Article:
- Rwanda Since the 1994 Genocide
Rwanda Since the 1994 Genocide


Conducting research in a politically sensitive environment

By katie on February 10, 2013

Erin Jessee concluded her Skype talk by leaving us with a question to think about: what type of research is possible within Rwanda? She explained that, in her experience and the experiences of her fellow researchers, any type of research with a semblance of a human rights agenda or political sensitivity would be difficult to conduct (/be approved by the government). Jessee’s piece, “Conducting fieldwork in Rwanda,” acts as a “guide” (abstract) for individuals applying to conduct research in Rwanda and demonstrates the obstacles that one might encounter in the application process.

To begin, Jessee urges researchers to “familiarise themselves not only with best practices for ethics when working with human subjects and so-called vulnerable populations, but also with the political climate presently affecting Rwanda” (267). Here, Jessee points out how the tensioned environment in Rwanda adds an additional layer of complexity to working with human subjects. Implicitly, this shows a fundamental challenge of conducting research in any post-conflict situation – it is at the same time more appealing and more difficult to navigate and complete.

Jessee very directly states that “researchers whose projects touch upon sensitive issues such as the 1994 genocide or the evaluation of government development and reconciliation initiatives should expect to encounter difficulties” (271). The fact that Jessee wrote her article in 2012 — 16 years after the genocide — proves that the after affects of the genocide are still being felt in Rwanda, both in terms of national re-growth and personalized trauma. This, in turn, suggests that post-genocide reconciliation has not been overwhelmingly successful. While I acknowledge that the atrocities of the violence affect victims and perpetrators alike for a lifetime, perhaps the fact that it is still too sensitive to reflect on the genocide 16 years later means that many Rwandans have not effectively dealt with the violence.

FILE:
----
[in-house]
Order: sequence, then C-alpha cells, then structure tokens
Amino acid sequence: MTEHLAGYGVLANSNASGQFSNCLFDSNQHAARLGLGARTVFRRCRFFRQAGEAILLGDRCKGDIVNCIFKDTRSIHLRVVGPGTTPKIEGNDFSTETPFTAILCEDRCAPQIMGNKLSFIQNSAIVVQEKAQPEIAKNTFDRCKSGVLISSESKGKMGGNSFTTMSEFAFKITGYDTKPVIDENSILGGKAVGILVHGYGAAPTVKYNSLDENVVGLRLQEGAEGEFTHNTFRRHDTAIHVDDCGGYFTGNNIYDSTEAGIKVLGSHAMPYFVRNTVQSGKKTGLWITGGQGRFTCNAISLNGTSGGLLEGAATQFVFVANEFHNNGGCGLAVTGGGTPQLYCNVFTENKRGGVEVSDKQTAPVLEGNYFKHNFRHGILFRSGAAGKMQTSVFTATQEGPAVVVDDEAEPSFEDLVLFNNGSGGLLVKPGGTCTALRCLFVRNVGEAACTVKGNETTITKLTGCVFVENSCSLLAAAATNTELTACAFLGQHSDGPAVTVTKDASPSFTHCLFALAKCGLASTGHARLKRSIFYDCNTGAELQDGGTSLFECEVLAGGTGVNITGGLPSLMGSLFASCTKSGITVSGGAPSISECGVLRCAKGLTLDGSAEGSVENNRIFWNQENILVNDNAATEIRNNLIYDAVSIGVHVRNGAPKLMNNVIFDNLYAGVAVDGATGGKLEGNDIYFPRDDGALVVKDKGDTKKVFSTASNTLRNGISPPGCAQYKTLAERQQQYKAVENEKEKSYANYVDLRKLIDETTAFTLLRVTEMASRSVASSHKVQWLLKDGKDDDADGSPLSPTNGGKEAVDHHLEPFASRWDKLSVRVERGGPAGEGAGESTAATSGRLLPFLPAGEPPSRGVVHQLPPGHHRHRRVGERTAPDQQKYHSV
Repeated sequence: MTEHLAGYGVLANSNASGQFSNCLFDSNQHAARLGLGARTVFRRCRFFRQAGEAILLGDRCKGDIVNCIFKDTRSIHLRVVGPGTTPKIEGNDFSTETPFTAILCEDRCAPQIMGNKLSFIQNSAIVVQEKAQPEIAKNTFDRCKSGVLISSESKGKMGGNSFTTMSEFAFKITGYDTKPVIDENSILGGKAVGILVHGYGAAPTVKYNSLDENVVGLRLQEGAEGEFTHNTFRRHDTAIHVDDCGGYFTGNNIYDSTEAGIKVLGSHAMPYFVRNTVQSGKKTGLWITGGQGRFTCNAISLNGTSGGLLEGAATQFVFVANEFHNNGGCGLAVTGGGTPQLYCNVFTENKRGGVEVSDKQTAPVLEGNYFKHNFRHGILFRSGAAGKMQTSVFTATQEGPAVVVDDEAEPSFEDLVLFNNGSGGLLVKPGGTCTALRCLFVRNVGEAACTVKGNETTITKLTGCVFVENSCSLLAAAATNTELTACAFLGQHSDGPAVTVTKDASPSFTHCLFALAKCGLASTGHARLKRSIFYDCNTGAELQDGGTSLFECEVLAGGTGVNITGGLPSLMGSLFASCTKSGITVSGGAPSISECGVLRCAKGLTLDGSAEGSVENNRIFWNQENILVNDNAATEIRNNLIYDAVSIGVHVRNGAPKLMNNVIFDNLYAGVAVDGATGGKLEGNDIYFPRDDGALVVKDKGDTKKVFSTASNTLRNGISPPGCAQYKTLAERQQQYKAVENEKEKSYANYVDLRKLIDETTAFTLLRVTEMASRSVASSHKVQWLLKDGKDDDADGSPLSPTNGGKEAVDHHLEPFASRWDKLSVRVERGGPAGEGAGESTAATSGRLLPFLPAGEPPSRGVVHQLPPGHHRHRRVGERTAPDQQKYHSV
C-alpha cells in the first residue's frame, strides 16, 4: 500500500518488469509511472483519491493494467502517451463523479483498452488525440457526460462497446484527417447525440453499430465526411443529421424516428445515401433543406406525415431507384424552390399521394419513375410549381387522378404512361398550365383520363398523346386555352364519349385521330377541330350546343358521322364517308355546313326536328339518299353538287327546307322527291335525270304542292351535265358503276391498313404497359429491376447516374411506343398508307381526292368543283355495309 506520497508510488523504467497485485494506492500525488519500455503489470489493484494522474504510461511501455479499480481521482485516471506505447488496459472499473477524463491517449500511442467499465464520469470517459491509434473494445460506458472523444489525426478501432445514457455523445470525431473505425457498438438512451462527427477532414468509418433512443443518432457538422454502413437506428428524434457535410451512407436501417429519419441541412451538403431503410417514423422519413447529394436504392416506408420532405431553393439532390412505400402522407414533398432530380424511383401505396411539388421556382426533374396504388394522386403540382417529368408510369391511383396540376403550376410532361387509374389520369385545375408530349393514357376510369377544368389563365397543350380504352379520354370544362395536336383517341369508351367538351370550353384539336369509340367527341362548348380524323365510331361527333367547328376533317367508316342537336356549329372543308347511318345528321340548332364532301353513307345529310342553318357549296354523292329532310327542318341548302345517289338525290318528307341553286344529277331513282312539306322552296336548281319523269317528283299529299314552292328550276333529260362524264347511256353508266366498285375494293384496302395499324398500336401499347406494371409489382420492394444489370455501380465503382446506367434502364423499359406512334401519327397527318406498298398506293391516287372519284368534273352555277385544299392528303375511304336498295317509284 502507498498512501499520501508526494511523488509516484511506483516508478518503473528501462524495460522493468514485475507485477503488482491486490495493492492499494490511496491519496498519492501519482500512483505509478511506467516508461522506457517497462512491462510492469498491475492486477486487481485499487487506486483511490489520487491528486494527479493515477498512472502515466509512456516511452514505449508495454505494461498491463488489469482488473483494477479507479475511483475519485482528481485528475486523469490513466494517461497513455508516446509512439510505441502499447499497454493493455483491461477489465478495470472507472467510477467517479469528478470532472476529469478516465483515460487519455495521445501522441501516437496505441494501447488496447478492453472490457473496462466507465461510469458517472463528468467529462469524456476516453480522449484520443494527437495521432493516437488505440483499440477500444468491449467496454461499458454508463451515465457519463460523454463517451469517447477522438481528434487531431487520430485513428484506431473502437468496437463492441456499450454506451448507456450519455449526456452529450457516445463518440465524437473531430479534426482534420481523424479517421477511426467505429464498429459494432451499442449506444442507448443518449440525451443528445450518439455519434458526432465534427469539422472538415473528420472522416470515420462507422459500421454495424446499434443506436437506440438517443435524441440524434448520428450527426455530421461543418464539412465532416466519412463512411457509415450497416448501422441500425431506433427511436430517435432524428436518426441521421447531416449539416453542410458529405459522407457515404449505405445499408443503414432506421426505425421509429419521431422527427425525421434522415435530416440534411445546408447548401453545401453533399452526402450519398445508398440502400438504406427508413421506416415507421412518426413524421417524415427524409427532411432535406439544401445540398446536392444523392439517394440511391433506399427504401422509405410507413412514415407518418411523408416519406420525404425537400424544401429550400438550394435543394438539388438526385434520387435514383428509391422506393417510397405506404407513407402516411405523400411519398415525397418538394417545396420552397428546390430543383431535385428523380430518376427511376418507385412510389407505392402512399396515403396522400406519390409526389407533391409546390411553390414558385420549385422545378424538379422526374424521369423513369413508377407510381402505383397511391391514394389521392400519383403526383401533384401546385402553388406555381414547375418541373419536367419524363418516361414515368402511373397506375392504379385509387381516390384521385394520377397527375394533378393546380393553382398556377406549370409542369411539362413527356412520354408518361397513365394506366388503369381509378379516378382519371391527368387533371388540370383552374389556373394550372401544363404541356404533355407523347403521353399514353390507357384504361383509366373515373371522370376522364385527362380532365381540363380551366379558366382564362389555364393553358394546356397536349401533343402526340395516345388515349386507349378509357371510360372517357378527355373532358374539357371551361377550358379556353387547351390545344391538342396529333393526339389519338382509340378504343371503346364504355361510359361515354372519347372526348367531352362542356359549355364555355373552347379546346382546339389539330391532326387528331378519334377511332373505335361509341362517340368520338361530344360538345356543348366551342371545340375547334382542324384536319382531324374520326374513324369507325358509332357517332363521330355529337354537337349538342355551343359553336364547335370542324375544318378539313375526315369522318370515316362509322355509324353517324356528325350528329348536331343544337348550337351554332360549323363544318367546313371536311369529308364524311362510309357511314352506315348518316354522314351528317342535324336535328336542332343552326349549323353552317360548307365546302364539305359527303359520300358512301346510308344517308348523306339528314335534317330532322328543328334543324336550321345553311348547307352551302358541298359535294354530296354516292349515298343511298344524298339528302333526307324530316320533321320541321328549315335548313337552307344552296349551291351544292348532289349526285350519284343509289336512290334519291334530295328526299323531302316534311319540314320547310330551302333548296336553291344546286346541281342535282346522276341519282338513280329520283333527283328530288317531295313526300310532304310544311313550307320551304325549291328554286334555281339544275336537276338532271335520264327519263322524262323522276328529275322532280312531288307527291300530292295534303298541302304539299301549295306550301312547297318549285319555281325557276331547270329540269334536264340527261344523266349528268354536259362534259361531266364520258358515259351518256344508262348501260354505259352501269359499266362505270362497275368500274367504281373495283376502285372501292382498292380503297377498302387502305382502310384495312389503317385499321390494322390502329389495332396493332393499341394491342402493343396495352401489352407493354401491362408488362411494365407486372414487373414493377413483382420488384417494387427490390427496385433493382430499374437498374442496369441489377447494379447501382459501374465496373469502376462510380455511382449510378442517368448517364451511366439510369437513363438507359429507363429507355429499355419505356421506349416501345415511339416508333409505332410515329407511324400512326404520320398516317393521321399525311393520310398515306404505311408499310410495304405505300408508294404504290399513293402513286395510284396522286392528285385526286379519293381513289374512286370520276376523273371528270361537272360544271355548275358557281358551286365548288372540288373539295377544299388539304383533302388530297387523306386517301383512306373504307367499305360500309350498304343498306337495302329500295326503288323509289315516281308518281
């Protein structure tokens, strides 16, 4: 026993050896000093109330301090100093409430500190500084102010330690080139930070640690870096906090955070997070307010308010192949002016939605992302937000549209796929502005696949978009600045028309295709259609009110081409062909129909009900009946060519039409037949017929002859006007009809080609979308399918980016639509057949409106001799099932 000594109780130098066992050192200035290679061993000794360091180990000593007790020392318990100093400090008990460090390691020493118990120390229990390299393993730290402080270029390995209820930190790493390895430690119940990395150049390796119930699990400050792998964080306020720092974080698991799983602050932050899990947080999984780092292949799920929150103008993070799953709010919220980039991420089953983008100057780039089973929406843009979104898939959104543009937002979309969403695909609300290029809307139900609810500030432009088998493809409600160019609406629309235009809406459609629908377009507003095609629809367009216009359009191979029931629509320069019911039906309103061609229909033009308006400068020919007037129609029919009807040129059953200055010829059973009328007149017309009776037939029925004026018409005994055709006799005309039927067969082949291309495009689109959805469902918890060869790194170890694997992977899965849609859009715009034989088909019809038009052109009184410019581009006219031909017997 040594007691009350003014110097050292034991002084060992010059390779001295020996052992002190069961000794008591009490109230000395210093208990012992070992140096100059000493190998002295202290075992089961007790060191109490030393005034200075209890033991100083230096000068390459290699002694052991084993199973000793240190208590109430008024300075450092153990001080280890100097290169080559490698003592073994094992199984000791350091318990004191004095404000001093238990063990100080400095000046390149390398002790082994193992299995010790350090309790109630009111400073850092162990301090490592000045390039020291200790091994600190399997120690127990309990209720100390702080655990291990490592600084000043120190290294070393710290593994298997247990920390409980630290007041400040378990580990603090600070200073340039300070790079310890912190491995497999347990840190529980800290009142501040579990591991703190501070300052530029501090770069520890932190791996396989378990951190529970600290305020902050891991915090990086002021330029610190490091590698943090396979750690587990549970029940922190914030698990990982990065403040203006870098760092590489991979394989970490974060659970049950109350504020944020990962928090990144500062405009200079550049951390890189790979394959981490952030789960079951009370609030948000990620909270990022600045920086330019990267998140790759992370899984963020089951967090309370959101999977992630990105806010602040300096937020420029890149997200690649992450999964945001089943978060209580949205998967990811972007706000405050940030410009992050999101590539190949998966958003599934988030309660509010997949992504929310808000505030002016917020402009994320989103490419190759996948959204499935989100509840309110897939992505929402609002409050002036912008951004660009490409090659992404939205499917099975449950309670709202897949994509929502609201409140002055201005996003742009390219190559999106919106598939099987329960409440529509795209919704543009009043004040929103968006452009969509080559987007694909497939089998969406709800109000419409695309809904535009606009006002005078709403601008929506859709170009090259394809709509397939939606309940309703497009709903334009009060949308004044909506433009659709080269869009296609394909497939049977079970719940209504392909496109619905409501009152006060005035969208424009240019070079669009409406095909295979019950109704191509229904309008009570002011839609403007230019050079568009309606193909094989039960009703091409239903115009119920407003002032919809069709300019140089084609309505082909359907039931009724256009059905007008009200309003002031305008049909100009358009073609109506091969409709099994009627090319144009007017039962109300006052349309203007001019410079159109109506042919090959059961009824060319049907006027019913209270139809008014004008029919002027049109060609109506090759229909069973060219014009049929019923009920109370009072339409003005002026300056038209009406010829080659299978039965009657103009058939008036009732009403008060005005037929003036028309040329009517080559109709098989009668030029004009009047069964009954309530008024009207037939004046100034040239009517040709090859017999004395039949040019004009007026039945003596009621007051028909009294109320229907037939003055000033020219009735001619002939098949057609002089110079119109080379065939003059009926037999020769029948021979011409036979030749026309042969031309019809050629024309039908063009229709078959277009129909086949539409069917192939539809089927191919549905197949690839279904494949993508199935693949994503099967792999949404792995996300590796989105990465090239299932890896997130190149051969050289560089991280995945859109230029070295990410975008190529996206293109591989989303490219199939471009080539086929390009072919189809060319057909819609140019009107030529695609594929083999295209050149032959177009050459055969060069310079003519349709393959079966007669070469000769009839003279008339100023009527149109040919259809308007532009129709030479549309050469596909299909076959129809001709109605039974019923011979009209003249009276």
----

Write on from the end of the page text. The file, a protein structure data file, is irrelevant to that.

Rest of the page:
Lastly, in speaking about the role of relationships in research, Jessee emphasizes the importance of the researcher assuming a positive and informed relationship with the local community. During her Skype talk, she described a general “Rwandan discomfort” with interviews and sensed “fear” and “paranoia” among locals. Reading Jessee’s piece, I couldn’t help but attribute the “jumping through hoops” nature of the application process to control and censorship of the government. Thus, I wonder how much of these paranoia feelings are caused by personal feelings of traumatization and how much is a result of government intimidation, the influence of the policy of national unity and reconciliation and perhaps, the lack of confrontation and closure many Rwandans received in gacaca.

1 Comment

  • Professor Thomson said:

    Great post, Katie, raising important points for further discussion while demonstrating a careful reading of Jessee’s argument (both in her article and lecture). Good!

    In response to your question about how individual trauma and government surveillance might frame the interview relationship with foreign researchers, what can we (as researchers) possibly do to improve our interviewing to minimize potential emotional and physical harm? This question will come up again and again as we work through the our IRB assignment

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